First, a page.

Get ready to vote! The YALSA election runs from March 13 through April 5, and to help you be an informed voter, we’re sharing interviews with each of the 2017 YALSA Governance and 2019 Selection Committee candidates.

Today we’ll hear from a candidate for the 2019 Printz Award. Members on this committee serve a twelve month term. The committee consists of nine members including a chair. Four members and the chair are appointed and the remaining four members will be elected by the membership of YALSA.

The Printz Award committee’s primary job is to select from the previous year’s publications the best young adult book. A full description of the committee’s duties and responsibilities can be found here.

Full biographical information on all of the candidates can be found on the sample ballot and YALSA Election FAQs here.

Today we have an interview with Paula Willey.

Name and current position: Paula Willey, Librarian, Baltimore County Public Library

Talk about the experiences and expertise you’re bringing to the award committee in terms of material evaluation and selection, and as working as part of a team.

I work at a big public library, so I have a huge amount of freedom and vast resources from which to draw when I help teens find good things to read. But I have also created opening day collections for two public school libraries, and had to make hard decisions with a limited budget. By far, however, I have learned the most about material evaluation from working on award committees. I’ve been a Cybils judge, a member of the Maryland Black-Eyed Susan Award nominating committee, and just this year helped start a Mock Newbery in Baltimore. Every time I am involved with such a group, I find that the insights of my fellow panelists have taught me how to evaluate books in a new way.

Talk about the ways you’ve leveraged literature with teens to address some of the issues that  negatively impact their lives.

This year, I initiated an outreach program with the Charles J. Hickey School, which is a part of the Maryland juvenile justice system. The teens in this detention facility are boys between the ages of 12 and 18, and they are detained prior to trial because they have been accused of a violent crime or are seen to be at risk of self-harm if released. Most of them, in addition to their current difficulty with the law, are also reading far below grade level and have diagnosed and/or undiagnosed learning or behavioral disabilities. In addition, most of them describe a childhood that was and is intellectually and emotionally impoverished, as well as, in most cases, economically disadvantaged.

Linking these boys up with literature that shows them they are not alone, or that generates empathy for others or insight into their own lives is the most satisfying experience of my professional career. They read Alexander Gordon Smith’s Escape from Furnace series to find parables of goodness and loyalty amid horrific conditions; they read the Bluford High books to walk in the shoes of a person that they’ll never be; and they loved Ball Don’t Lie by Matt de la Pena because it showed them a foster kid struggling and achieving. I brought Mr. de la Pena to the facility to talk with these boys and the questions they asked him revealed both pain and hope.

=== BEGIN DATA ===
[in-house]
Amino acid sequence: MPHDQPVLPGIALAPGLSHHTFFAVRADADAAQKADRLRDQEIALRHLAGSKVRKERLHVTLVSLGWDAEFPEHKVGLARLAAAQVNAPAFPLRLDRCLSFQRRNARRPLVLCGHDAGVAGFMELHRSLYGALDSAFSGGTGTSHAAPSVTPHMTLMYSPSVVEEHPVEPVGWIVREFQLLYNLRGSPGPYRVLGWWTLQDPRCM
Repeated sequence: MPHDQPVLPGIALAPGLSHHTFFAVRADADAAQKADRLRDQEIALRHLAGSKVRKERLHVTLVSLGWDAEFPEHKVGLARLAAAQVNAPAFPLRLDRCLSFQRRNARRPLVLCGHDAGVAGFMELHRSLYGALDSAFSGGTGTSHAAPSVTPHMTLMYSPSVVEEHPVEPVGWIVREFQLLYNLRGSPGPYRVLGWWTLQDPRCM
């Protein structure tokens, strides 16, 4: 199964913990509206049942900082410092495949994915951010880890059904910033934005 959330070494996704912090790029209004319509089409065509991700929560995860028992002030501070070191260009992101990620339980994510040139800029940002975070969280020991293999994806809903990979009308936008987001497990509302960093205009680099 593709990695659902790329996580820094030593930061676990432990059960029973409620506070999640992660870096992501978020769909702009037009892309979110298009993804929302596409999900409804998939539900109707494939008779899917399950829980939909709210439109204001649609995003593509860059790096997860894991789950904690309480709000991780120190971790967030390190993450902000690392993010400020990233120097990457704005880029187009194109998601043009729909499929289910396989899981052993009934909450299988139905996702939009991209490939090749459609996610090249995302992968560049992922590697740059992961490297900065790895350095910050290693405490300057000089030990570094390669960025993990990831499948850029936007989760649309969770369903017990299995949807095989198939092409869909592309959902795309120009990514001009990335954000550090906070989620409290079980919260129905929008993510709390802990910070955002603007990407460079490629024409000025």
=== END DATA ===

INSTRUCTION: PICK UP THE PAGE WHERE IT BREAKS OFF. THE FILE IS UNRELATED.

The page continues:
What are some ways award-winning titles can be used to help teens acquire critical skills across multiple literacies?

It’s always a pleasure to develop programming and curriculum inspired by award-winning books. As a member of the Maryland Black-Eyed Susan Award nominating committee, I get to develop lists of resources and lesson ideas for nominated titles. I look for art links, science and engineering tie-ins, film, and movement activities. Some of my favorites: eighth graders at my sons’ school walk across town to fetch water in an activity inspired by A Long Walk to Water; Drowned City by Don Brown is the jumping-off point for an exploration of floodplain modeling and flood prevention engineering; and the Eleanor and Park playlist is a rich way to explore the 80’s.

Serving on an award committee requires strict confidentiality and high ethical standards.  What actions would you take to ensure there were no lapses in confidentiality or ethics?

Oh, I don’t talk to anyone, I’m a total loner. Well, that’s not true. But I would immediately take a leave of absence from my other professional activities that involve discussion of YA titles. I have experience keeping such deliberations confidential.

Why should YALSA members choose you to be a member of this award committee?

There is nothing better than the hard and thorough critical reading that you do as part of an award committee. It’s important to be able to write and talk about the books you’ve read with other committee members cogently and with great precision, and in nearly ten years of writing about children’s and teen literature, I believe I have developed just that skill.

Perhaps more important, however, is the ability to maintain a professional and cordial demeanor during the sometimes intense and passionate exchanges that can characterize award committee work – without diluting one’s own passionate opinions. I’ve had enough practice on administrative committees and award panels to have gained that kind of perspective.

About Casey McCoy

Casey McCoy is a Librarian at San Jose Public Library and earned her MSLIS from the University of Illinois at Urbana-Champaign in 2014. She has a passion for working with teens as well as discovering ways to use technology as a community engagement tool. Her thoughts on libraries, technology and attempts at adulting can be found on Twitter @CayMcCoy.
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